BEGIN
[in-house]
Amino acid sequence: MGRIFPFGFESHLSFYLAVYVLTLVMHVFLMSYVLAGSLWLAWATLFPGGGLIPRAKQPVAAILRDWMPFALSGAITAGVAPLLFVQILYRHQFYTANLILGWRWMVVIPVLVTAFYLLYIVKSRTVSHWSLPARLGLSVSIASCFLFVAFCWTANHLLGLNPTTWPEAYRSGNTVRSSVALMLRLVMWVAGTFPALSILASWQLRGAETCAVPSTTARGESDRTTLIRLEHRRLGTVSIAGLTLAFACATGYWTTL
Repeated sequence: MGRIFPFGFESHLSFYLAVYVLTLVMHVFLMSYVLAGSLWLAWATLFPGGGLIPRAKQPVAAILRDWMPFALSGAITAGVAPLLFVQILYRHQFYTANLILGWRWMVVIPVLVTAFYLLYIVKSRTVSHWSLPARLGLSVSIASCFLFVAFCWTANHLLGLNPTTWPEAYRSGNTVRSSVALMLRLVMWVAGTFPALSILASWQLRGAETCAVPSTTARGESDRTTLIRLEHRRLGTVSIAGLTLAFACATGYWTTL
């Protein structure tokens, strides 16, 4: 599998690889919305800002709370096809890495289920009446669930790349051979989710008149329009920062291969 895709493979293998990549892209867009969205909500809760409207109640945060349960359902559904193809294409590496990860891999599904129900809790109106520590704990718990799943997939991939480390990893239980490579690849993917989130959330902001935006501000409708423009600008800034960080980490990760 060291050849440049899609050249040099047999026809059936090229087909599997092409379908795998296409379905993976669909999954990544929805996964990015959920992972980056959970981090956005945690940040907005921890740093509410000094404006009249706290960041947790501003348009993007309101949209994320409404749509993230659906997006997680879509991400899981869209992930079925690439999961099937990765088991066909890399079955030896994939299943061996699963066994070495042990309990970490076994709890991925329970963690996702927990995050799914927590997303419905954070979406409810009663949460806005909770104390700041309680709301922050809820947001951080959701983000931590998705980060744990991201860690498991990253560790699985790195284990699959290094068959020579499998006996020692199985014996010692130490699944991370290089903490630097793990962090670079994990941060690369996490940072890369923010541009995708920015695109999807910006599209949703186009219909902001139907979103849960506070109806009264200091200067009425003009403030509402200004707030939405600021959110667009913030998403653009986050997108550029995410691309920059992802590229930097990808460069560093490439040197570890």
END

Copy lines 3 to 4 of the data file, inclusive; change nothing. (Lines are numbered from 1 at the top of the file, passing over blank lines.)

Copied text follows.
Repeated sequence: MGRIFPFGFESHLSFYLAVYVLTLVMHVFLMSYVLAGSLWLAWATLFPGGGLIPRAKQPVAAILRDWMPFALSGAITAGVAPLLFVQILYRHQFYTANLILGWRWMVVIPVLVTAFYLLYIVKSRTVSHWSLPARLGLSVSIASCFLFVAFCWTANHLLGLNPTTWPEAYRSGNTVRSSVALMLRLVMWVAGTFPALSILASWQLRGAETCAVPSTTARGESDRTTLIRLEHRRLGTVSIAGLTLAFACATGYWTTL
């Protein structure tokens, strides 16, 4: 599998690889919305800002709370096809890495289920009446669930790349051979989710008149329009920062291969 895709493979293998990549892209867009969205909500809760409207109640945060349960359902559904193809294409590496990860891999599904129900809790109106520590704990718990799943997939991939480390990893239980490579690849993917989130959330902001935006501000409708423009600008800034960080980490990760 060291050849440049899609050249040099047999026809059936090229087909599997092409379908795998296409379905993976669909999954990544929805996964990015959920992972980056959970981090956005945690940040907005921890740093509410000094404006009249706290960041947790501003348009993007309101949209994320409404749509993230659906997006997680879509991400899981869209992930079925690439999961099937990765088991066909890399079955030896994939299943061996699963066994070495042990309990970490076994709890991925329970963690996702927990995050799914927590997303419905954070979406409810009663949460806005909770104390700041309680709301922050809820947001951080959701983000931590998705980060744990991201860690498991990253560790699985790195284990699959290094068959020579499998006996020692199985014996010692130490699944991370290089903490630097793990962090670079994990941060690369996490940072890369923010541009995708920015695109999807910006599209949703186009219909902001139907979103849960506070109806009264200091200067009425003009403030509402200004707030939405600021959110667009913030998403653009986050997108550029995410691309920059992802590229930097990808460069560093490439040197570890």